Financial Times: Shell's 'hands off' approach pushes up costs: “Shell's dependence on contractors may help explain why it has lost control over costs at some of its largest projects. This summer, the company said the price tag of Sakhalin-2, a giant natural gas project in eastern Russia, had doubled to $20bn.”: “Shell has conceded it has a problem.”: Monday 7 November 2005
Shell projects 'over-reliant' on contractors
By Carola Hoyos and Thomas Catan in London
Published: November 7 2005
* Concern that handing over critical exploration and production functions is linked to spiralling costs
Royal Dutch Shell is over-reliant on outside contractors to manage its large exploration and production projects, a confidential internal analysis has found.
Ed Merrow, an outside consultant commissioned by Shell to evaluate project management, found the company was almost wholly dependent on contractors for critical functions, including scheduling and cost control. Shell took a "distinctly hands-off approach", Mr Merrow found. A copy of the presentation, which evaluated 13 projects, was obtained by the Financial Times.
Shell's dependence on contractors may help explain why it has lost control over costs at some of its biggest projects around the world. This year the company said the price of Sakhalin-2, a giant natural gas project in far east Russia, had doubled to $20bn (£11bn). But the company has given few details about why or how costs have risen so dramatically compared with its peers.
Shell has conceded it has a problem in the area. Jeroen van der Veer, Shell's chief executive, set up a "project academy" to improve the company's ability to manage large projects. Last month, he also announced that the company had hired 1,000 technical staff to improve the management at its projects.
Shell said its recruitment drive, coupled with its project academy, would reduce its reliance on contractors. "We want a strong cadre of in-house project professionals which will give us the option of looking to take in-house some of the work currently done by contractors," the company said.
Shell once ran one of the industry's most tightly controlled project management operations but analysts said it lost that capability after laying off many of its technical staff in the 1980s and 1990s when oil prices were low.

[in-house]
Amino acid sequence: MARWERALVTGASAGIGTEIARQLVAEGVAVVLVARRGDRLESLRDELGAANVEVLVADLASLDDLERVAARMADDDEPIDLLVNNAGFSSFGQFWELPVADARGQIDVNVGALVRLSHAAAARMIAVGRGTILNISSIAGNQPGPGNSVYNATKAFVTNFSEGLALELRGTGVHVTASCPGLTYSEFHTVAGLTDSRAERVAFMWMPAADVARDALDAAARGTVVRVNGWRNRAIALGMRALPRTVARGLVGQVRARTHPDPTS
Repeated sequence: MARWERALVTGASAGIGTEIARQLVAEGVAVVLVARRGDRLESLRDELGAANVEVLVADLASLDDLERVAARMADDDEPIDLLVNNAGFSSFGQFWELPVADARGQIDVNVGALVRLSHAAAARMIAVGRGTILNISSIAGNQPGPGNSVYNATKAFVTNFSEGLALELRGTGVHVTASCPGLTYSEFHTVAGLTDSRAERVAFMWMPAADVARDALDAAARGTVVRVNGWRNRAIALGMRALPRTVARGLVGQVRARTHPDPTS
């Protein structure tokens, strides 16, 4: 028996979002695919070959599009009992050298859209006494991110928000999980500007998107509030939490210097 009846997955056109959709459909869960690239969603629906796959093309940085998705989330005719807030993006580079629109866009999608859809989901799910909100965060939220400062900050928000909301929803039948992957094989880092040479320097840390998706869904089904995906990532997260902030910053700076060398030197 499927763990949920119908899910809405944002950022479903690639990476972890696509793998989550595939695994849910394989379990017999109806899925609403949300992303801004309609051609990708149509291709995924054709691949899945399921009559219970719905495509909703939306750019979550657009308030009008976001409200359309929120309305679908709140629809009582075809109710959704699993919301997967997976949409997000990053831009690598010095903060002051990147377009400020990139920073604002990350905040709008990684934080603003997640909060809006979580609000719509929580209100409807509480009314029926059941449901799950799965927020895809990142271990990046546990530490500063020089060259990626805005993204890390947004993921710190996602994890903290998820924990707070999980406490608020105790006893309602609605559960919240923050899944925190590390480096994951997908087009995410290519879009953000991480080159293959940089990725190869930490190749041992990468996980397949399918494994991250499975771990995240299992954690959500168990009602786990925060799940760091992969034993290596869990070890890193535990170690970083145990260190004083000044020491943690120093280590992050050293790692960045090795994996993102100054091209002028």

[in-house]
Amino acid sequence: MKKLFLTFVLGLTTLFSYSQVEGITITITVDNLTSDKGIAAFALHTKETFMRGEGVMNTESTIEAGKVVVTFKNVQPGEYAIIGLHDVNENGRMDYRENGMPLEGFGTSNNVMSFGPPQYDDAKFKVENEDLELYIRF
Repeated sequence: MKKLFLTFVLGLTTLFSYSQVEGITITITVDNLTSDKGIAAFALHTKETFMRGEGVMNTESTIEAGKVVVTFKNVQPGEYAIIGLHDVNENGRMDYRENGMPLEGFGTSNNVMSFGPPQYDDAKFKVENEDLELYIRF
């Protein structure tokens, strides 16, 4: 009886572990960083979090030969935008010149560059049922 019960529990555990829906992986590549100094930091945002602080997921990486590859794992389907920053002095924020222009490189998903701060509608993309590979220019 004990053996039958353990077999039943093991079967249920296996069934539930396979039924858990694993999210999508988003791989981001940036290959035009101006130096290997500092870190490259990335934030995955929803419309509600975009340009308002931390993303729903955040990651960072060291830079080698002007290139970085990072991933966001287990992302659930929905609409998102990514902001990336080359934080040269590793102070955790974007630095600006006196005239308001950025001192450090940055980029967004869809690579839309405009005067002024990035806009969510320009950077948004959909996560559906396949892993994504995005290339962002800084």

Mr Merrow, head of the Independent Project Analysis consultancy, found Shell's ability to manage large projects had slipped to the industry average and the quality of the company's projects varied widely.
Shell is not alone in struggling to limit cost overruns and delays at its largest projects. Mr Merrow warned: "There is a set of trends operating that will result in an unprecedented crisis in capital stewardship for the petroleum industry over the next decade," including more complicated projects and fewer low-cost oil reserves.
BP, Europe's biggest energy group, has suffered delays at its Thunder Horse platform in the Gulf of Mexico, caused by a design fault. Statoil, the Norwegian company, has seen delays and cost increases at its Snohvit field. In a note published on Friday, Neil McMahon, analyst at Sanford Bernstein, said Chevron, the US's second largest energy group, was facing project slippage at some of its projects.
The industry is taking on ever-larger projects in challenging "frontier" areas, such as Sakhalin, which is frozen for almost half of the year. In the Caspian region, technical difficulties have already caused several years of delay at the Kashagan, the oil field project led by Italy's Eni.
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